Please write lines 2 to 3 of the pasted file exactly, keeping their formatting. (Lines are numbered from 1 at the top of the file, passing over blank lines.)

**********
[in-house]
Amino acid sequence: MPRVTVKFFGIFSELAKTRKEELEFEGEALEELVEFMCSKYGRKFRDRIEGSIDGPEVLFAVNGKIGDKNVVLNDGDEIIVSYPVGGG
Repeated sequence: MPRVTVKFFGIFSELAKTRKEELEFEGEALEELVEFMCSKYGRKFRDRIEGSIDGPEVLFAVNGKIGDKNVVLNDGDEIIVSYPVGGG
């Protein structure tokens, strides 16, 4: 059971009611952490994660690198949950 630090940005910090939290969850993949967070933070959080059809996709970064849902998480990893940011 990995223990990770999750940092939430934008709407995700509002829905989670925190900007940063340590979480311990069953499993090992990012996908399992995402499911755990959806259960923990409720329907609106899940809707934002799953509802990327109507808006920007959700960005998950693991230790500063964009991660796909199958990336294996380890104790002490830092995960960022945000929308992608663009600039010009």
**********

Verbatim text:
Amino acid sequence: MPRVTVKFFGIFSELAKTRKEELEFEGEALEELVEFMCSKYGRKFRDRIEGSIDGPEVLFAVNGKIGDKNVVLNDGDEIIVSYPVGGG
Repeated sequence: MPRVTVKFFGIFSELAKTRKEELEFEGEALEELVEFMCSKYGRKFRDRIEGSIDGPEVLFAVNGKIGDKNVVLNDGDEIIVSYPVGGG